HARLEM, Manhattan (WABC) --Gospel music is a beautiful part of African-American culture and it's had a profound effect on all types of music and people.
That's particularly true when it comes to the music teacher we met in Harlem.
"I know he'll wipe my tears and lift me up," sings Eli "Paperboy" Reed in a gospel song.
Not the sounds you'd expect from a 32-year-old Jewish guy who grew up in Massachusetts.
But Eli has been singing gospel since he started singing.
"You can be a believer or non-believer, and I think the music can move you and from a purely musical standpoint its importance is undeniable," he said.
For three years now he's been sharing his passion for the music with teenagers, teaching gospel quartet classes at the Mama Foundation for the Arts in Harlem.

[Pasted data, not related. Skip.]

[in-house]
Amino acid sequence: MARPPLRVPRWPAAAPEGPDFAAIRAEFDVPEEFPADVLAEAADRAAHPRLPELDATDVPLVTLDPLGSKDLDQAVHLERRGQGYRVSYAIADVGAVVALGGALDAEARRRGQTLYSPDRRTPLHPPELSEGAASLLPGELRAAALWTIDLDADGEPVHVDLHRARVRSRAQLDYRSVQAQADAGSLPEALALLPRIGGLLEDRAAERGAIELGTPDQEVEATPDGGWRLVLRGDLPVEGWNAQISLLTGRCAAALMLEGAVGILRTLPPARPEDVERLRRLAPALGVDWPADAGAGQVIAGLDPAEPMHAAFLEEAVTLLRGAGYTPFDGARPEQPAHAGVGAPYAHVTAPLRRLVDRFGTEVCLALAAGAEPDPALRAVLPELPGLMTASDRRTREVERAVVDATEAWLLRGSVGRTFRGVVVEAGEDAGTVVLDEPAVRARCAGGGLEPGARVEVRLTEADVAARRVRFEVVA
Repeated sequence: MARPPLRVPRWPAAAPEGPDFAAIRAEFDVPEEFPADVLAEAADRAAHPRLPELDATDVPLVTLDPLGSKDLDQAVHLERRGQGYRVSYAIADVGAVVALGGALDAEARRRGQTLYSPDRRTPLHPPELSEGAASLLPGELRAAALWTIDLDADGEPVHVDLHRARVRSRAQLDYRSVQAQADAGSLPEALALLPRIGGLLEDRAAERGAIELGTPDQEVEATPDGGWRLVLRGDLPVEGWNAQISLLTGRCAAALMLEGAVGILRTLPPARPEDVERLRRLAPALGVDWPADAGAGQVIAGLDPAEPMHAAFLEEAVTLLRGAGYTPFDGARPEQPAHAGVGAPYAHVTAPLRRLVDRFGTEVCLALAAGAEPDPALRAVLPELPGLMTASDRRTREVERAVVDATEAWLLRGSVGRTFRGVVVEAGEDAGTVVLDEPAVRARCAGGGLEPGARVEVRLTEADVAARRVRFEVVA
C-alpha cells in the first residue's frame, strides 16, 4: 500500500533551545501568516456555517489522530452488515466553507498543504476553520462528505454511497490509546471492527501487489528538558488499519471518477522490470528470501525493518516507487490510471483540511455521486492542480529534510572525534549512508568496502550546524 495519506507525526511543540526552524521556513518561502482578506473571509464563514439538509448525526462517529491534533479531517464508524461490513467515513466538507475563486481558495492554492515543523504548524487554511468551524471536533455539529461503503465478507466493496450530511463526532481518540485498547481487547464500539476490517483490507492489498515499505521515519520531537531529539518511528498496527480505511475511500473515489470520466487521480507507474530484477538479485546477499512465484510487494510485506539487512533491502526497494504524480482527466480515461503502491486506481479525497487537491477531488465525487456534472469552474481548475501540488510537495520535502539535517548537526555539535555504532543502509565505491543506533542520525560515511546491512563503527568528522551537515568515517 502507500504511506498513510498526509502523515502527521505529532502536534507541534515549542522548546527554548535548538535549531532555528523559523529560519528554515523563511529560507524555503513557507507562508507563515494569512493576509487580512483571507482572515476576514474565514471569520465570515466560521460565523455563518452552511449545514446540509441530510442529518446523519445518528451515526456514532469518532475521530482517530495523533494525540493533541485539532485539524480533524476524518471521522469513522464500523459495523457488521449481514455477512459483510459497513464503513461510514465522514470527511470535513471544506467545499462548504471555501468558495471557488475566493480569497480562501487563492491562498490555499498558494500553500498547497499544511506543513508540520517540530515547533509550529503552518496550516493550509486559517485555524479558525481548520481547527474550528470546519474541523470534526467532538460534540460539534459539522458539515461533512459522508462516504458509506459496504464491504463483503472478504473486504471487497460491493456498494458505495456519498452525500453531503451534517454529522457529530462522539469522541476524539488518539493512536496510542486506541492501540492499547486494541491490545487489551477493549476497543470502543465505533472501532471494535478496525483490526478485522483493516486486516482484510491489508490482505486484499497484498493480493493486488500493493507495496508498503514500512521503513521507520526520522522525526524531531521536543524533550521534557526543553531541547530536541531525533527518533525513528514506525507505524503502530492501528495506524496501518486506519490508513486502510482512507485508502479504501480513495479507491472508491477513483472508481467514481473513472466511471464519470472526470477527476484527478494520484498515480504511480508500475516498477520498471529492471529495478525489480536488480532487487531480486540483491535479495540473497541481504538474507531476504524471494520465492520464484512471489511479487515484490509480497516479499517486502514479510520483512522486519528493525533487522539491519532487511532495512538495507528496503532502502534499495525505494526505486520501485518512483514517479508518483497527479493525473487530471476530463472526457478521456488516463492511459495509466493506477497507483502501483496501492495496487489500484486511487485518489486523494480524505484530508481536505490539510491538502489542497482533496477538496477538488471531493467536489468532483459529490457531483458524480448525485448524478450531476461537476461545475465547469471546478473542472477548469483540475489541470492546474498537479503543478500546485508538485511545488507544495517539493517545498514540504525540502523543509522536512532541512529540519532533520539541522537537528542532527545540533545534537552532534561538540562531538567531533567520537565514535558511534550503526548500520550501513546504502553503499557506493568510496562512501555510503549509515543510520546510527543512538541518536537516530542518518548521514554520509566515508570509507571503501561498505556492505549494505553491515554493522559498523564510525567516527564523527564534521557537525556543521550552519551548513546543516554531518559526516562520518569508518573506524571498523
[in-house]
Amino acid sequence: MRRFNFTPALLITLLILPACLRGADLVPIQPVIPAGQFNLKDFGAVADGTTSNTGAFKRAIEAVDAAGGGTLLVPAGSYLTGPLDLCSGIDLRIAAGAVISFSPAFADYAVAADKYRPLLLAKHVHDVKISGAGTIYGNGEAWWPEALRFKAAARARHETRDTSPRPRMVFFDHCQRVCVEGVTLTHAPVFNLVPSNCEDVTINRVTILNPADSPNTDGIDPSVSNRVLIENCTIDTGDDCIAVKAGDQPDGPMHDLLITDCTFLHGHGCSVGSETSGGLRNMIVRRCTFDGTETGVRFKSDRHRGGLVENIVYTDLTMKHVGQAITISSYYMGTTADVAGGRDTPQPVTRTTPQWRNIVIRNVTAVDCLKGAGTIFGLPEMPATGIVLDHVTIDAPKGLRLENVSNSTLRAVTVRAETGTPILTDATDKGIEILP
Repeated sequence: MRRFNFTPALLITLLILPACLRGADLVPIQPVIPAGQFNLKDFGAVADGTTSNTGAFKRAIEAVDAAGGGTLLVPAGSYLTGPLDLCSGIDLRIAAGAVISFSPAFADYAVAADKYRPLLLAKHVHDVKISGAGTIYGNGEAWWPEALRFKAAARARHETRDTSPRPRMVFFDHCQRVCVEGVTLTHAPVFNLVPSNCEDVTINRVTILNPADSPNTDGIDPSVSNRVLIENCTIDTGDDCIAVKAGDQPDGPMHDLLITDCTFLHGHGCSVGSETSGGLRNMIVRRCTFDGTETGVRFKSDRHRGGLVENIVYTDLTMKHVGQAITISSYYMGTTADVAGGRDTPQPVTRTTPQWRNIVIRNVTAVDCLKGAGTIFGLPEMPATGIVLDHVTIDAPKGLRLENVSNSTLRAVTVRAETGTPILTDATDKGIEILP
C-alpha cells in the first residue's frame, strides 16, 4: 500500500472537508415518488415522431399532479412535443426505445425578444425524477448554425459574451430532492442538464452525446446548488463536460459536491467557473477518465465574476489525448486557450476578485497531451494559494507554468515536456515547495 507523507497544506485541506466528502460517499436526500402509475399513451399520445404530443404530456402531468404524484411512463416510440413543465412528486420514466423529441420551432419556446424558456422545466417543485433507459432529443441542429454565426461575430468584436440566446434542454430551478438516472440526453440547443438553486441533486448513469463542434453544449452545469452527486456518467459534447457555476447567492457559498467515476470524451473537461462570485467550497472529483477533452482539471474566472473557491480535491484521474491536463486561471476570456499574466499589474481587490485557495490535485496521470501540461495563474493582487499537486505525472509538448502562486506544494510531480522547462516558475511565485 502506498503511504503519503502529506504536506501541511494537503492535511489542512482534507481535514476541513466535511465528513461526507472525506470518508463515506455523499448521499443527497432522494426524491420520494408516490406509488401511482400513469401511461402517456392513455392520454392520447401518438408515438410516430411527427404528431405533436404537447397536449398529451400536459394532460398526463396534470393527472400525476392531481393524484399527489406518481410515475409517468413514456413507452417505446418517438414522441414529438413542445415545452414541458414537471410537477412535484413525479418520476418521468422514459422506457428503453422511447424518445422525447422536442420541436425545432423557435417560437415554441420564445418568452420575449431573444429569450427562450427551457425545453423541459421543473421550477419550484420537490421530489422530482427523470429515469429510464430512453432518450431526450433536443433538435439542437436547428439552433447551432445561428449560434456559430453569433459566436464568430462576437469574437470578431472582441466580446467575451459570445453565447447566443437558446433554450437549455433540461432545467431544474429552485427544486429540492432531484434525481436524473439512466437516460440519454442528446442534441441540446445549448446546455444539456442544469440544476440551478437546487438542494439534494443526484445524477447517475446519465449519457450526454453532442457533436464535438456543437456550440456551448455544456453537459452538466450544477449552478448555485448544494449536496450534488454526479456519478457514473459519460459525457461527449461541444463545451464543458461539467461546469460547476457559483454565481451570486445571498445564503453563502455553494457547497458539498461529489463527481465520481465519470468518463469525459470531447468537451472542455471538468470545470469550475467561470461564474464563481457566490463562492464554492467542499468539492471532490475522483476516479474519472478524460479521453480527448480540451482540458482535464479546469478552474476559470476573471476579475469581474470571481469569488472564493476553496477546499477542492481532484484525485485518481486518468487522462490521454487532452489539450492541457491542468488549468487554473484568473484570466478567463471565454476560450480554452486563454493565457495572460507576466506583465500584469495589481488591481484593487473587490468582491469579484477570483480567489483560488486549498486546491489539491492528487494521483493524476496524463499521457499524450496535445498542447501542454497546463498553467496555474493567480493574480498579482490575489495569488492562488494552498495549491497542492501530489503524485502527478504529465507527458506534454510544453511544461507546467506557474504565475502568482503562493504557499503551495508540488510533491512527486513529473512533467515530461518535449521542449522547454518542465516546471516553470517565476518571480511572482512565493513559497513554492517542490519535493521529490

"You'd think he would be an unlikely guy for this program," said Vy Higgensen of the Mama Foundation, but she found her perfect quartet teacher in Eli.
"He came and got on the piano and started to sing and play, and when he did that, I knew that he was almost sent by divine order," she said.
His students agree.
"I'll admit I was kind of skeptical, how is a white guy going to teach gospel music, so I had to feel him out," said Luke Waldron. "After the first rehearsal I thought, we're going to be friends forever."
"Everything we learn here is very inspiring and uplifting, and when we leave here we feel energized and revived and reborn," said Thomas Gatling.
And Eli feels that too. When he and Warner Brothers parted ways, teaching buoyed him and gospel makes its way into his newest album due out this month.
He will likely tour, but will continue to find time for these young men.
"I want it to be a place they look forward to come and enjoy themselves, and get to let loose. I mean it's hard to be a teenager," said Eli.